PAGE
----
Those are the clone plants to the D1x mod3 plant in Oregon which started construction 4 years ago. Intel builds the first fab for its latest chip in Hillsboro and hones the process there,then replicates it exactly in Arizona, Israel and sometimes Ireland. The mod3 plant is designed to manufacture Intel’s 7nm chips. The building has been under construction for 4 years and just this month they started bringing in the “tools”, which is how they refer to the chip making equipment. The process of getting those running and getting the bugs out of the process could take up to 2 more years. Then they will start the process of replicating it in the buildings they are constructing in Phoenix ( if the water supply doesn’t dry up first). So don’t count on those new fabs in Arizona solving the semiconductor problem anytime soon.

      • Depth Charge says:

        By the time all of these facilities are up and running, there will be a massive glut of chips and they won’t even be needed.

    • Nick Kelly says:

      Biggest is and probably will be TSCM. Just announced a big reduction in size of wafer= greater info density with 17 billion investment.

    • MCH says:

      Chandler area is going to be very busy going forward. Intel is expanding, and TSMC is going to put down some roots there.

      The question is whether there will be a comparable ecosystem that builds up around it

      I remember when Samsung came to Austin in the mid 90s. it was a pretty big deal then.

  17. CJH says:

    Not to be too picky, but employment is still 5.7 million under February 2020, and that was hardly full employment. There is still massive poverty in the US, especially in urban areas. And what are we going to do with all that money NOT being spent to enrich the neo-cons? How about we invest in ourselves? Instead of war.

    • Depth Charge says:

      “There is still massive poverty in the US, especially in urban areas.”

      Absolutely. And what has the current administration done to address the millions of homeless living on the asphalt? They’ve chosen to import hundreds of thousands of Afghani and Salvadoran refugees, and put them up for free while sticking a salty finger in the eye of the truly needy Americans. These people are sick in the head.

      • RightNYer says:

        They’re future Democrat voters.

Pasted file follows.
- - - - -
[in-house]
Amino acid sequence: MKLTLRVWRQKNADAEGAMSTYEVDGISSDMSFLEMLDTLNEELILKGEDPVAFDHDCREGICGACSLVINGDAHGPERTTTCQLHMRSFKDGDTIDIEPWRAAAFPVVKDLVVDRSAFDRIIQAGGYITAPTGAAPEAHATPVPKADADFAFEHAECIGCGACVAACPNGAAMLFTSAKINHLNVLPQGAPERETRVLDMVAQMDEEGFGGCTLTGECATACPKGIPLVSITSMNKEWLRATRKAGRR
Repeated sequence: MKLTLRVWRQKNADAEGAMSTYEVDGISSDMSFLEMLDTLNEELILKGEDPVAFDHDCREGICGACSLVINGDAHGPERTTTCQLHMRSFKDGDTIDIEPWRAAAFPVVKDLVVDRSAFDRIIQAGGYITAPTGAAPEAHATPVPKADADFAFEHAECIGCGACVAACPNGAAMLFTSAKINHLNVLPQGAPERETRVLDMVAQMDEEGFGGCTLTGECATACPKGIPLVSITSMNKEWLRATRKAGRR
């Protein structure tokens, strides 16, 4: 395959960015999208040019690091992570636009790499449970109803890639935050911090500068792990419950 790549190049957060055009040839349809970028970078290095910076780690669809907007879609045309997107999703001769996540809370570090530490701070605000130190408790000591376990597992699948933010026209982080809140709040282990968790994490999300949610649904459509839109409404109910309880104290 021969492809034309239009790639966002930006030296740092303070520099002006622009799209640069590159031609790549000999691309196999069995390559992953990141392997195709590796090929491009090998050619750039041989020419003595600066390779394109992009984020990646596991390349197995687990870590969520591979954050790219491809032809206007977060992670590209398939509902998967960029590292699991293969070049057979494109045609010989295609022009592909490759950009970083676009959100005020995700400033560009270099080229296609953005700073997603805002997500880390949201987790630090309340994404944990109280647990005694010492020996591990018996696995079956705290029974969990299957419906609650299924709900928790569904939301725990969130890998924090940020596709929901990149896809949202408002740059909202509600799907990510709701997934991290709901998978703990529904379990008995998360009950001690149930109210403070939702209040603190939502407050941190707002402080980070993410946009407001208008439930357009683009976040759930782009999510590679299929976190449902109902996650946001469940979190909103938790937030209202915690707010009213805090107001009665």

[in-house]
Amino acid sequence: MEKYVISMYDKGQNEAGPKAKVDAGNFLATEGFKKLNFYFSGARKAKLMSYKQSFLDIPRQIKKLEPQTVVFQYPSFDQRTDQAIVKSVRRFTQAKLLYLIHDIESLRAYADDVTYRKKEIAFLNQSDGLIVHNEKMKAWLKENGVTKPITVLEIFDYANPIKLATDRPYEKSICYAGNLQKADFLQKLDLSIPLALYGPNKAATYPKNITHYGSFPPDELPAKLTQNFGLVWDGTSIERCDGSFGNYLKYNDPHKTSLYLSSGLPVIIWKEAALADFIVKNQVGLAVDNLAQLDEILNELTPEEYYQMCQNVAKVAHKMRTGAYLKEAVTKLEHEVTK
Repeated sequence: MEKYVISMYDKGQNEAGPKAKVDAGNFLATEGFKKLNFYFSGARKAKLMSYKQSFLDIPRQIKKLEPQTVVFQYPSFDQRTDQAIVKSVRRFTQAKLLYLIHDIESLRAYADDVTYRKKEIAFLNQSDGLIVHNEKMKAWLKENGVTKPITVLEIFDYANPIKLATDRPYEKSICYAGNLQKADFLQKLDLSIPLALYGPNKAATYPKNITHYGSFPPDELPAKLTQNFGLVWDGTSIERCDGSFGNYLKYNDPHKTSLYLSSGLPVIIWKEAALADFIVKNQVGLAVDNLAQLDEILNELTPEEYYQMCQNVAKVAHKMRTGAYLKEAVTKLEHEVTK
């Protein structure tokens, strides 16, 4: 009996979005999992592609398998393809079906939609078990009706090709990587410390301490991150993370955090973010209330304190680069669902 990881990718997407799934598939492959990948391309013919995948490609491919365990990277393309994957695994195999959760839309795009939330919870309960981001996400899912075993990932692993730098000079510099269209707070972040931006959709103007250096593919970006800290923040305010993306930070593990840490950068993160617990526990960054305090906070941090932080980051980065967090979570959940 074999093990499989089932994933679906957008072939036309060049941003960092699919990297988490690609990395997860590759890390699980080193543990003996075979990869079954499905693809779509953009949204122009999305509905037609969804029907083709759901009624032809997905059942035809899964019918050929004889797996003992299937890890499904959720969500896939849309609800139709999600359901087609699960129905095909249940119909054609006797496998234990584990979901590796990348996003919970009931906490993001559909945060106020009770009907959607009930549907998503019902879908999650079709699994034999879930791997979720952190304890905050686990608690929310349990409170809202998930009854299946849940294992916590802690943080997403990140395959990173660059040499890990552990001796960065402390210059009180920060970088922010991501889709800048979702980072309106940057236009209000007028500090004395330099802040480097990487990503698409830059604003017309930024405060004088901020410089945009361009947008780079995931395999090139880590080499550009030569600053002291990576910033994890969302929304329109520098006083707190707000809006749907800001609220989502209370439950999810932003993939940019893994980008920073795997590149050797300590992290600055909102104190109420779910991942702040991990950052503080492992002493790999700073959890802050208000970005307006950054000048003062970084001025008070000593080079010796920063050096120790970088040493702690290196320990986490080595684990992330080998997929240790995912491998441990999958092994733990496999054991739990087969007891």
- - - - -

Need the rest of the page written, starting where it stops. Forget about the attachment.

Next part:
• TenGallonHat says:

          You should see the refugee centers that “religious” organizations operate. I would so love to name the religion of the one in my region but it’d give my location away. Forei gners coming and going in brand-new cars all day long. All signing up for taxpayer-paid bennies at that office. The “religious” organizations are paid for by you and me, NOT the congregants!

      • MCH says:


        If you mean by truly needy, the bunch of able bodied a**holes sitting around gathering unemployment checks while trading stonks and playing video games while not paying rent. I’d like to have a system for offboarding those people, and letting the refugees from El Salvador, Afghanistan and so forth work.

        Cause you know what, I’ll bet those people who have suffered hardships and seen hard times, or know what a screwed up country they come from are more than willing to do hard work to support themselves. The ones who are born here with an entitled attitude, I’d just soon have them live over in any “third world” country and let them figure out how good they have it here.

    • Cobalt Programmer says:

      It was the good times and bad times.
      We had high GDP but lesser jobs,
      Higher insurance rates but lesser healthcare,
      bigger government but lesser administration,
      more media but less truth,
      more earnings but no morals…
      It was 2021.

      • Michael Gorback says:

        “It was the best of times, it was the worst of times, it was the age of wisdom, it was the age of foolishness, it was the epoch of belief, it was the epoch of incredulity, it was the season of light, it was the season of darkness, it was the spring of hope, it was the winter of despair.” ― Charles Dickens, A Tale of Two Cities

  18. JoeC100 says:

    Some possibly good news: this morning (after my first pass through these comments) a family member told me a friend of his is working on a Ford project to develop a family of modular “dashboards” for Ford trucks that range from “dead simple” to “all the bells an whistles”. This system will allow customers to choose from the options and then selected dashboard option will then be installed by the dealer. Perhaps this is the beginning of some rationality in vehicle electronics…

    • BatHelix says: